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Collaborative overreach: why collaboration probably isn't key to the next phase of school reform

Collaboration between schools has come to be regarded as an important way in which they may find the means to improve their educational performance. Yet little is known definitively about what impact this has for improving pupil attainment. This literature review, by CMRE Executive Director James Croft, finds that despite the popular rhetoric about the importance of collaboration, the majority of analysis is qualitative and focuses on staff development and support, rather than pupils’ outcomes. In terms of quantifiable impacts for students, the report argues, ‘we in fact know very little’.

Download a copy of the report here.

Download an Executive Summary here.

Order print copies, here.

The paper goes on to highlight the important difference between collaboration and chain and federation effects. Whilst the language of collaboration is often used around Multi-Academy Trusts, formal school groups are structurally merged and integrated.

Recent research in this area, although unable to draw causal inferences, has opened up positive lines of enquiry. This research suggests that those types of federation most expressly purposed to improving pupil attainment, and which have organised themselves to deliver, are likely to be most impactful. However, where chains appear to be making a difference to pupil outcomes, ‘the effect may be attributable to the influence of corporatisation, rather than any collaboration effect’, with scale freeing resources for investment in quality control.

By contrast, the influence of the theoretical frameworks and underlying value commitments shaping practice in the area of collaboration influence school leaders toward local, small-scale, and less binding/formal arrangements, designed to preserve participating schools’ independence. The evidence suggests that these arrangements do not spur improvements in pupil attainment. Moreover, they are less likely to be subject to rigorous cost-benefit analysis – making them prone to a lack of clarity around objectives, what resources are likely to be required to achieve them, and to problems with oversight and accountability. This makes them time-consuming and potentially costly undertakings for teachers and administrators alike – which may very well in turn deplete the time, effort and resources available for staff to focus on their own school and students.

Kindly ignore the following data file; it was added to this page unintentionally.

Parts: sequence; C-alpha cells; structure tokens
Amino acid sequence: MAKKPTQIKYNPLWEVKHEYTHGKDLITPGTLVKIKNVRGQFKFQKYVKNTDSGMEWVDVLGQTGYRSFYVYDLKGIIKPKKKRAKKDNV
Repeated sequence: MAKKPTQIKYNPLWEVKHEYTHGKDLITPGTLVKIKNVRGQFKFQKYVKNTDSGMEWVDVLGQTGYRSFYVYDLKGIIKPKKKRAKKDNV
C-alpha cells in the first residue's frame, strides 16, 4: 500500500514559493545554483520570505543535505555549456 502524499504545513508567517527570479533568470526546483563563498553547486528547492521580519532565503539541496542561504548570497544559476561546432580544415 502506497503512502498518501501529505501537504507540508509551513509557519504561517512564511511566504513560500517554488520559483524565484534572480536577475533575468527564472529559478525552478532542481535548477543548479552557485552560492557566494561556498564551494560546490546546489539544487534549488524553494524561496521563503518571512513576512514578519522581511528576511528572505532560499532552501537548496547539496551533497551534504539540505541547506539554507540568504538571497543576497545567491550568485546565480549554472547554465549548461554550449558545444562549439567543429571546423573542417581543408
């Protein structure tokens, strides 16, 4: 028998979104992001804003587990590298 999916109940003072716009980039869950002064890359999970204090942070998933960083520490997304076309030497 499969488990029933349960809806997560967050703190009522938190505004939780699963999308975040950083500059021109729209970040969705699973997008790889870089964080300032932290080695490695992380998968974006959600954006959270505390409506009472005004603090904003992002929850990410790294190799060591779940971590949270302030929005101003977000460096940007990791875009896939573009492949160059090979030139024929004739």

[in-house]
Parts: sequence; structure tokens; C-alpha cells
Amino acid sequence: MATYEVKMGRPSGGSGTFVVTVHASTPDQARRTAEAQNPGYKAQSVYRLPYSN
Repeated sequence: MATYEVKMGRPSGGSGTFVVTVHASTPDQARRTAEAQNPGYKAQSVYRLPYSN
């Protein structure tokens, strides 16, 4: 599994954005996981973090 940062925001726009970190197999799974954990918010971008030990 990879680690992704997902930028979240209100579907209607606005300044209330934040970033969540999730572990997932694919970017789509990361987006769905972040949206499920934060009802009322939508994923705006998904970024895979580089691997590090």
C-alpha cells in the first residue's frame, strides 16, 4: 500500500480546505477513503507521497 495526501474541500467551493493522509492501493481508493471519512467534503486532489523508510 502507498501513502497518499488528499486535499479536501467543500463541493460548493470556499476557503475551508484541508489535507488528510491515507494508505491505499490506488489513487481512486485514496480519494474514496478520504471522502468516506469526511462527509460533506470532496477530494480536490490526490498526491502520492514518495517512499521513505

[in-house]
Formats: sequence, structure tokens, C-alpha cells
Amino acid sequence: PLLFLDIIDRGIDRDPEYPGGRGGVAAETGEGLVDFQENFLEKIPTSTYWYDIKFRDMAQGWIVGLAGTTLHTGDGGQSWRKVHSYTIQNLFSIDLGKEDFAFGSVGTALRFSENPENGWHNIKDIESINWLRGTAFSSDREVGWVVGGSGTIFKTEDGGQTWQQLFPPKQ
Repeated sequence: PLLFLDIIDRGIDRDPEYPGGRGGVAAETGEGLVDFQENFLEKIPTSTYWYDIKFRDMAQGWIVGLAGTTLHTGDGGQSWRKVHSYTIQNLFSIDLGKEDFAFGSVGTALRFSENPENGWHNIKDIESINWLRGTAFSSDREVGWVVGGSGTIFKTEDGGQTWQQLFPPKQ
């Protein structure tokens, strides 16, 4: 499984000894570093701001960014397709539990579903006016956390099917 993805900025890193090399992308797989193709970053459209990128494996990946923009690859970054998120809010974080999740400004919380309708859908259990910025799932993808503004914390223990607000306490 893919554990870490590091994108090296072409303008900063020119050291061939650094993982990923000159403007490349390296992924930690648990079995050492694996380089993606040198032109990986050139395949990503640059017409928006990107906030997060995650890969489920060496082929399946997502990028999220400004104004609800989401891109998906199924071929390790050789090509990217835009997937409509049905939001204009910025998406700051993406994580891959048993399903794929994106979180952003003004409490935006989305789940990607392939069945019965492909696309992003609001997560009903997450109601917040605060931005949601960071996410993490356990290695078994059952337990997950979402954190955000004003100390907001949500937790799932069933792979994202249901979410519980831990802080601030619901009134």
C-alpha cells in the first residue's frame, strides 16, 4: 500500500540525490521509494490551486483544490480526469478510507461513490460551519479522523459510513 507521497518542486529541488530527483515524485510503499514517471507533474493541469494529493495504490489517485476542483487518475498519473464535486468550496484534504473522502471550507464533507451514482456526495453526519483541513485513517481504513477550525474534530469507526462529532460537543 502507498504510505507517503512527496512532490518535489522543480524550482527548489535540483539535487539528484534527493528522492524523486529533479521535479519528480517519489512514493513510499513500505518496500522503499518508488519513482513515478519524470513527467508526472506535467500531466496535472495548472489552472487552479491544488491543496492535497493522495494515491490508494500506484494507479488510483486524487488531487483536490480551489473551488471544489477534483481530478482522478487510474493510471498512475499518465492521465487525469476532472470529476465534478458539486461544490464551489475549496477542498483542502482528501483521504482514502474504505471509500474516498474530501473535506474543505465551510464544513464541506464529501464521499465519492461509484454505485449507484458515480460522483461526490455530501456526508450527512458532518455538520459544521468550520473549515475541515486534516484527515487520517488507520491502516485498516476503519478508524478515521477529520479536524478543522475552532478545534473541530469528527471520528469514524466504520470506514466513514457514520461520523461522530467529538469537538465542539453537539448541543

Commenting on the research, Tim Oates, Group Director of Assessment Research and Development for Cambridge Assessment said:

‘All too frequently, policy elements which should form part of a complex, interconnected set of actions and objectives take on a life of their own. They become ends in themselves – something to be achieved at all cost. ‘School “collaboration” has all the hallmarks of entering a phase of mutation into an “end in itself”. ‘This sophisticated review is a vital corrective to “collaboration” as a sloganistic pre-occupation divorced from the moral and technical aims which should lie at the heart of modern improvement strategy.’

James Croft, the report author and Executive Director of CMRE, added:

'In a complex sector with multiple initiatives and structures at play, it is clear that we as a research community have much more work to do to assess the relative influence of interventions.

‘This paper shows that we don’t yet know enough about the efficacy of school collaboration, to distinguish it from the underlying effects of school autonomy and competition.

‘And we may never know. This is because school autonomy in and of itself introduces competitive incentives between and among schools. This being the case, policy should avoid any further mandating of particular structures or relations on the sector and concentrate on increasing autonomy and sharpening those incentives. Under such conditions, one would expect, alongside of Academies and other consolidated organisational frameworks, more effective, efficient and sustainable partnerships to emerge also.’

Download a copy of the report here.

Download an Executive Summary here.

Order print copies, here.

Media coverage

'Challenging collaboration', SecEd (20th January)

James Croft argues that further investment in autonomy, and in creating the market conditions under which successful collaborations are likely to arise, rather than collaboration per se, is the way forward for school improvement policy. 

‘Is collaboration for school improvement all it’s cracked up to be?’Education Investor (December 2015)

'No evidence' school collaboration boosts attainment, research claims’, TES (23rd October)

'Does school collaboration really mean higher standards?', Conservative Home (28th November)

James Croft comments on his research into the evidence of its impact on pupil outcomes and considers the implications for school improvement.

See also ‘’, Schools Week (13th November 2015), and, with comment from Tim Oates, Academy Today (4th November).